50 States in 50 Days: Massachusetts — American Traditions

Boston Common
Boston Common

Posted by:  Janine Balekdjian, Consular Intern

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Massachusetts, one of the original thirteen colonies, has a special place in the nation’s history.  It can arguably be called the birthplace of the United States; in 1620 the Mayflower pilgrims landed in Plymouth Rock, Massachusetts.  Their successful establishment of a colony in Massachusetts (the second British in what is now the United States after Virginia) and feast of thanks a year later is the historical event behind the American holiday of Thanksgiving.  The Boston Tea Party, a protest of taxation without representation, took place in Massachusetts’ capital not long before the “shot heard round the world” that began the American Revolution at the Battles of Lexington and Concord near Boston.

The USS Constitution
The USS Constitution

Citizens of Massachusetts are proud of its history and celebrate its traditions.  In Boston, visitors can follow the Freedom Trail, which winds through the city to 16 of Boston’s historical sites.  The trail starts at Boston Common, the oldest park in the nation, and stops at the Massachusetts State House, Faneuil Hall, and Paul Revere’s house, ending at a monument to the Battle of Bunker Hill, the first major battle fought in the American Revolution.  The trail also features the USS Constitution, the world’s oldest warship still afloat, King’s Chapel and Burying Ground, where many of Massachusetts’ first colonists are buried, and the site of the Boston Massacre, another event which precipitated the Revolution.

Fenway Park
Fenway Park

New Englanders also embrace tradition in their sports.  The Boston Red Sox, founded in 1901 as one of the eight original American League teams, are one of the oldest baseball teams in the United States with one of the country’s most passionate fan bases.  People throughout the six New England states, and especially in Massachusetts, are avid Red Sox fans.  Enthusiastic Red Sox fans have kept Fenway Park, where the Sox play, sold out for nearly 9 straight years and counting, and often follow their team on the road to other teams’ stadiums.  Fenway Park, celebrating its 100th anniversary this year, is the country’s oldest baseball stadium, and its motto, “America’s Most Beloved Ballpark,” rings true.  In addition to watching the Red Sox play, visitors can take tours of the historic ballpark on days when there is no game.  Both current and former Red Sox players are local heroes; Carl Yastrzemski, Ted Williams, and David Ortiz are names you can hear spoken with enthusiasm throughout Massachusetts.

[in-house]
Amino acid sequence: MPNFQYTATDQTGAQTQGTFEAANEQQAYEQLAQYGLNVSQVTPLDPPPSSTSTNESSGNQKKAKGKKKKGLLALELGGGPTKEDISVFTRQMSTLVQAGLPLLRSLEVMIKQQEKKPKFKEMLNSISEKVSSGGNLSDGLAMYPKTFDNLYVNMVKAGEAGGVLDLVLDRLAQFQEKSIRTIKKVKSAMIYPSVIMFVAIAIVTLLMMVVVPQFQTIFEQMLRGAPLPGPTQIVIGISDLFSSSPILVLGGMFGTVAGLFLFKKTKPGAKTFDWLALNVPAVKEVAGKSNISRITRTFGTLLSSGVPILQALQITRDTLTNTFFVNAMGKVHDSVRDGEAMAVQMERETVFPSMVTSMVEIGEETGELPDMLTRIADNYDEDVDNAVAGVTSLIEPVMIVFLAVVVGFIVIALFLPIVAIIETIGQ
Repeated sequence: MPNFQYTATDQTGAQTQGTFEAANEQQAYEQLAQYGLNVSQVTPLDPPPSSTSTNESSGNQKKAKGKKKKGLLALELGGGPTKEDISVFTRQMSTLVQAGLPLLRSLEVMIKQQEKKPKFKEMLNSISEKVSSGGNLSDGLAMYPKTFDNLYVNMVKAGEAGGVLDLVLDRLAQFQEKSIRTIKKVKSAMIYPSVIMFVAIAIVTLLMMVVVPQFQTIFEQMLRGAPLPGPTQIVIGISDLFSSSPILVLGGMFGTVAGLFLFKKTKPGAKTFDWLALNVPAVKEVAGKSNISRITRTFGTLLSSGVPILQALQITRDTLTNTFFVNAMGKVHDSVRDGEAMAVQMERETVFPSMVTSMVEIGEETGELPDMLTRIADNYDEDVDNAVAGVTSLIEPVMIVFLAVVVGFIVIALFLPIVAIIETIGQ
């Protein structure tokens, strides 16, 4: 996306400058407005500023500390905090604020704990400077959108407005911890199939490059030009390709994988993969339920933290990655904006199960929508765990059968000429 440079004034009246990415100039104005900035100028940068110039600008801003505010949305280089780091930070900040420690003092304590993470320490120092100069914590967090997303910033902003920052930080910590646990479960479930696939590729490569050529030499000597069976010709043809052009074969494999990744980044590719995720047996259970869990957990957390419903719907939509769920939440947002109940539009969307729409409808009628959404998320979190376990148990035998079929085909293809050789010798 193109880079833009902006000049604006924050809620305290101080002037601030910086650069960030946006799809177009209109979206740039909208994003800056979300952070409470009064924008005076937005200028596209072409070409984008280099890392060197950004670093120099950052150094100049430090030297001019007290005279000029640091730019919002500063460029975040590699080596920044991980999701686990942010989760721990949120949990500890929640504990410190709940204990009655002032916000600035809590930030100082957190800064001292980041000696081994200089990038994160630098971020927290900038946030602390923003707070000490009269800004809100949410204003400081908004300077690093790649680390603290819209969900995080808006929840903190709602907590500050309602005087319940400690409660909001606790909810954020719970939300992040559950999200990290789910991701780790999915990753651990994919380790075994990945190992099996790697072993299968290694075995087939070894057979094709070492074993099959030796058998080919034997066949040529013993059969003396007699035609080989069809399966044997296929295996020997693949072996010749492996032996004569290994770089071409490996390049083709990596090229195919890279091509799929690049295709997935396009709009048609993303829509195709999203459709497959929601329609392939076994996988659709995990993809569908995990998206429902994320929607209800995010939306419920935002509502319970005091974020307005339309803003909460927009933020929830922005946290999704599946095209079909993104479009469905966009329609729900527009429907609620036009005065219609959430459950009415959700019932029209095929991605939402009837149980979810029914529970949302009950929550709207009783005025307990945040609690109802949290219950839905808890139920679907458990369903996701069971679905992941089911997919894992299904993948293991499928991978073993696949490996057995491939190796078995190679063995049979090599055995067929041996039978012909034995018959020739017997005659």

A Cape Cod beach
A Cape Cod beach

Of course, Massachusetts is much bigger than Boston.  New England winters are quite cold and snowy, and skiing and winter sports enthusiasts can get their fill in the Berkshires.  On the other end of the temperature spectrum, Massachusetts’ shoreline is a relaxing summertime escape.  Cape Cod’s beautiful beaches offer swimming, sailing, and fresh local seafood.

Every part of Massachusetts is rich with U.S. history and traditions.  Come explore!


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